Bitters are a common bar ingredient that were considered a necessity in the early definition of a cocktail but were left out of many drinks until their recent comeback thanks, in part, to an interest in classic cocktails.
Many brands of bitters began as medicinal tonics and soon found a home in cocktails as concentrated flavor stimulants that add a nice kick to the mix even though they are only used by the dash. The often secret formulas include a variety of herbs, fruits, spices, and roots... distilled in a base liquor. In today's bar, bitters are essential, continue to evolve, and each brings its own qualities to each cocktail, so don't be afraid to experiment.
A number of bitter producers are listed below. These are some of the best known, though there are a growing number of small brands that are producing some great bitters. Brooklyn Hemispherical Bitters' Black Mission Fig is just one example of these and one that I recommend checking out.
More Bitter Details:
- Bitters are nonpotable, meaning that they are not meant to be consumed neat or on the rocks.
- Bitters can also be used in cooking: soups, salad dressings, pumpkin and apple pies, fish, etc.
- Orange bitters were once favored over aromatic and were in the original Martini.
- Make your own bitters. Find other great recipes in the books Imbibe!, Joy of Mixology and The Everything Bartender's Book.
- Older bitters which are almost extinct but may be listed in traditional recipes include Boker's, Boonekamp, Amer Picon, Hostetter's, West Indies, Pepsin, Fernet Branca, and Underberg. Substitute the modern brands if you see them in print.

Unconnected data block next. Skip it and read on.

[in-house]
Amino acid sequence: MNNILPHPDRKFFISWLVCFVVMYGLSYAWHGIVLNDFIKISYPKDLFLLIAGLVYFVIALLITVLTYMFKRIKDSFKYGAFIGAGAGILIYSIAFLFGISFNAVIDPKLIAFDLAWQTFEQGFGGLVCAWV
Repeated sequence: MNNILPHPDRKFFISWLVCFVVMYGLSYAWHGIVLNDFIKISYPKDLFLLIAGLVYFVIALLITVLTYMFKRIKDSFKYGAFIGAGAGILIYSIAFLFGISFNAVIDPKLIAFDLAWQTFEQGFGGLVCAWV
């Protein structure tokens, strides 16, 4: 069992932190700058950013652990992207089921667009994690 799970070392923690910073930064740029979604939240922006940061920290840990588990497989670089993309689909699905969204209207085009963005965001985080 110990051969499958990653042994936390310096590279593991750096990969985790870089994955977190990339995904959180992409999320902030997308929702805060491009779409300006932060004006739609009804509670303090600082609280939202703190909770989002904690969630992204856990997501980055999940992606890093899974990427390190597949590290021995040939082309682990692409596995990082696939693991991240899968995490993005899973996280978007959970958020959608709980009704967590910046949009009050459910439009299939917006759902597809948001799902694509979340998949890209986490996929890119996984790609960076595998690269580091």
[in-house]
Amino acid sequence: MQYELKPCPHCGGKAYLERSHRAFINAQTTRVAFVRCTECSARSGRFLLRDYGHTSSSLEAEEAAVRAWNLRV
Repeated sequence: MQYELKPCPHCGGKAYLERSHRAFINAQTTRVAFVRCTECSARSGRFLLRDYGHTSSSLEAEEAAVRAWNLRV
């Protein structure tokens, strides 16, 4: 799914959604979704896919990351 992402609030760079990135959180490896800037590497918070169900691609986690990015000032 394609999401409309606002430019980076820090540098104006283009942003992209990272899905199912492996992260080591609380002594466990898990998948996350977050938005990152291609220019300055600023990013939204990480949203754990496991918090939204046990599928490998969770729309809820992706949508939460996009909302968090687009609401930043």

- Better known as liqueurs, Averna and Campari are bitters as well.
- An excellent source for unusual bitters is Cocktail Kingdom.
- Bitters: A Spirited History of a Classic Cure-All - Written by Brad Thomas Parsons, this is an excellent book that explains bitters in great detail and includes recipes.
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Possibly the most popular brand of bitters, Angostura should be considered a must when stocking a bar of any seriousness.
The story begins with Johann Gottlieb Benjamin Siegert, a German doctor who found himself in Angostura, Venezuela in 1824 where he created this secret blend of tropical herbs and plants with the intent of curing a variety of illnesses.
The brand is now produced in Trinidad and the blend is still a well-kept, but much appreciated secret. The oversized, awkward label has also become a trademark of the brand. It's said that the wrong size was ordered and everyone in the facility thought someone else would fix the mistake, no one did and the label remains.
Angostura Orange Bitters
In 2008 Angostura released an orange bitter and it's everything one would anticipate from a company held in such high esteem in this tiny bottle market. This bottling has the same signature label as its aromatic counterpart so it is easily recognizable on the shelf. The clear bitters hold a perfectly citrus taste and compliment the best of cocktails when just a touch of acidic, bitter citrus is needed.
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Fee Brothers has a line of bitters that has been produced in Rochester New York since the 1950's. What started for the family in 1847 as a butcher, then liquor, shop developed into a winery and importer. The bitters came later and rose in popularity with the distinction of being one of the most diverse lines of bitters.
- Old Fashion Aromatic: use in Black and Red, Tuxedo
- Orange: use in Duplex, Ginspresso Martini
- Aztec Chocolate: use in Dr. Teeth
- Peach: use in Koi Cocktail, New Old-Fashioned
- Mint: add to Mint Julep, Mojito, Kiwi Mango Mint
- Lemon: add to Gin & Tonic, Fennel Lemon Crunch, Whiskey Sour
- Grapefruit: add to Firefly, Nevada Cocktail, Cantarito
- Rhubarb: use in The Rube, Rhubarb Collins
- Whiskey Barrel-Aged: use in Colkegan Scotch Lassie, Happily Ever After, The Rustic Manhattan